‘Particular Facts’ Justify DiscountsRobinson v. Langenbach

Context is “crucial,” the Supreme Court of Missouri recently said in upholding the use of discounts in the court-ordered buyout of a minority owner’s shares in a family business. At the same time, the court acknowledged that, “usually,” the rationale for discounts in a mandated sale to a majority stockholder “would have limited application.”

Avoid double recovery

The impetus for this litigation was a dispute among three siblings holding equal interests in a family business. The plaintiff served as president and treasurer. When the company floundered during the 2008 recession, the two defendant siblings began to express dissatisfaction with the plaintiff’s management of the company. Eventually, they ousted the plaintiff from her positions and prevented her from entering company premises and accessing company records. When she was ousted, she received no salary, severance pay, benefits, or dividends as a shareholder of the company. The plaintiff sued the remaining shareholders for breach of fiduciary duty and shareholder oppression. The fiduciary duty case went to the jury, which awarded the plaintiff $390,000, which represented the increase in the company’s value for four years following her removal from the company. In a bench trial, the court found the defendants’ removal of the plaintiff was shareholder oppression and ordered a buyout of the plaintiff’s shares for fair value.

Both parties presented valuation expert testimony, but the state Supreme Court’s opinion contains little detail. It says the trial court stated the defense expert “applied marketability and minority discounts primarily, but not exclusively because the jury had already awarded [the plaintiff] a return on capital for a period of years following her termination” based on the original breach of fiduciary duty trial. The defense expert explained the discounts served to avoid double recovery. The trial court adopted his fair value conclusion.

On appeal to the state Supreme Court, the plaintiff contested the fair value determination, specifically the imposition of discounts. Even if the discounts might be appropriate in determining fair value of minority shares “willingly sold to third parties on the open market,” discounts were not justified where the minority interest holder was forced to sell her shares to an oppressive majority shareholder, the plaintiff argued. She cited an 8th Circuit case, Swope v. Siegel-Robert, in which the U.S. Court of Appeals, in a dissenting shareholder action, said the applicable state statute did not allow for the use of discounts in the forced sale of a minority interest holder’s shares as this would penalize the minority shareholder and “encourage” the majority shareholders to take advantage of their power.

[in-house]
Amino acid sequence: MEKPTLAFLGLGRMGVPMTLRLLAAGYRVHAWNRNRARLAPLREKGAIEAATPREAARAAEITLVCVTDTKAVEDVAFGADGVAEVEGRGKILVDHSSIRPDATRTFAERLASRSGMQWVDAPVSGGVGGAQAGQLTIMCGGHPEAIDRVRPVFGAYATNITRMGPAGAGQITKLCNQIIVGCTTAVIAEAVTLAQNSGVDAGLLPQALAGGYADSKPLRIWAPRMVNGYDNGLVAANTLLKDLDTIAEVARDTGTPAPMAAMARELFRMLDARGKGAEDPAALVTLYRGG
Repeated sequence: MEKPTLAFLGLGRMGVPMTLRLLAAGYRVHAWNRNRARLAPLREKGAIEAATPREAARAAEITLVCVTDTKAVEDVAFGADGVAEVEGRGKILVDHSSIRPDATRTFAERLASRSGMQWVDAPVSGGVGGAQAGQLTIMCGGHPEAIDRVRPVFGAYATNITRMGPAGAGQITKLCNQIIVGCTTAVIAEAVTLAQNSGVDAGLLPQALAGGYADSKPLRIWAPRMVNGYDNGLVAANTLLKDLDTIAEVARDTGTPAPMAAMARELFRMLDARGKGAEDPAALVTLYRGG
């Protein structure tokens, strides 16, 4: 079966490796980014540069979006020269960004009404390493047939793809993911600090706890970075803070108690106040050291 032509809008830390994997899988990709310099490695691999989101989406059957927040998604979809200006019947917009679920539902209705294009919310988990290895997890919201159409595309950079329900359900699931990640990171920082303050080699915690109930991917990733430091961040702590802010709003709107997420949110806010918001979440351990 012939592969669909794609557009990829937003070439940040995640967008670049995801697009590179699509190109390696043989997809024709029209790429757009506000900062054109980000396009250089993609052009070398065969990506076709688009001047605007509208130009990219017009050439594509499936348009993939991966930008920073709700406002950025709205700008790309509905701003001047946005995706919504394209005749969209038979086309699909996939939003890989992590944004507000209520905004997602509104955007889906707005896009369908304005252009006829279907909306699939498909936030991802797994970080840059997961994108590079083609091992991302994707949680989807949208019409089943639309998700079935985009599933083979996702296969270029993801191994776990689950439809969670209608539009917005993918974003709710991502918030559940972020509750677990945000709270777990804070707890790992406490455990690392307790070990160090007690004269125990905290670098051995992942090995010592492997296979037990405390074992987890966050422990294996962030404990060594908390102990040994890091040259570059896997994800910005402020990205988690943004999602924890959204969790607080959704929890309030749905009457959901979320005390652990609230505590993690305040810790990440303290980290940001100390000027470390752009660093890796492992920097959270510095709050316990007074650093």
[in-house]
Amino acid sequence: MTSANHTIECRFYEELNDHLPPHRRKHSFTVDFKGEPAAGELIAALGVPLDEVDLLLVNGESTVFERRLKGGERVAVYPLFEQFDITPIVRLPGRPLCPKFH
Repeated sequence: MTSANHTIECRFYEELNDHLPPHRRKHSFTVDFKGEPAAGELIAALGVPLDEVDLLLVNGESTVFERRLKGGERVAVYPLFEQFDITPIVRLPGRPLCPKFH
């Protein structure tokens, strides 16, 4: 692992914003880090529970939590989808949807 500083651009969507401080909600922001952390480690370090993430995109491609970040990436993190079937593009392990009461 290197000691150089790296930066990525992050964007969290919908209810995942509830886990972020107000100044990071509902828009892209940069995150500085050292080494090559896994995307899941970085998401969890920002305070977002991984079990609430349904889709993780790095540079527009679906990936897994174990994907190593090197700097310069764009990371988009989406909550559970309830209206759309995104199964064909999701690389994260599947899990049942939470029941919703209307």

In the instant case, the state Supreme Court did not reject the 8th Circuit’s holding in the Swope case. Further, the high court said the trial court had not disputed the holding of Swope nor had it proposed any broad principle of law as to the application of these discounts. The trial court simply agreed with the defendants’ expert that, “on these particular facts … a discount was proper.” The “particular facts,” according to the high court, were that the jury, in awarding damages for breach of fiduciary duty, compensated the plaintiff for the increase in the company’s value for four years following her removal from the company. The state high court noted that the plaintiff’s claims of breach of fiduciary duty and shareholder oppression “clearly did overlap,” lending support to the defense expert’s testimony that discounts would avoid double recovery.

At the same time, the Supreme Court expended a lot of effort explaining how fair value does not equal fair market value and it went as far as overturning an old Missouri case in which the very court had suggested that, under state law, “fair value” and “fair market value” have the same general meaning.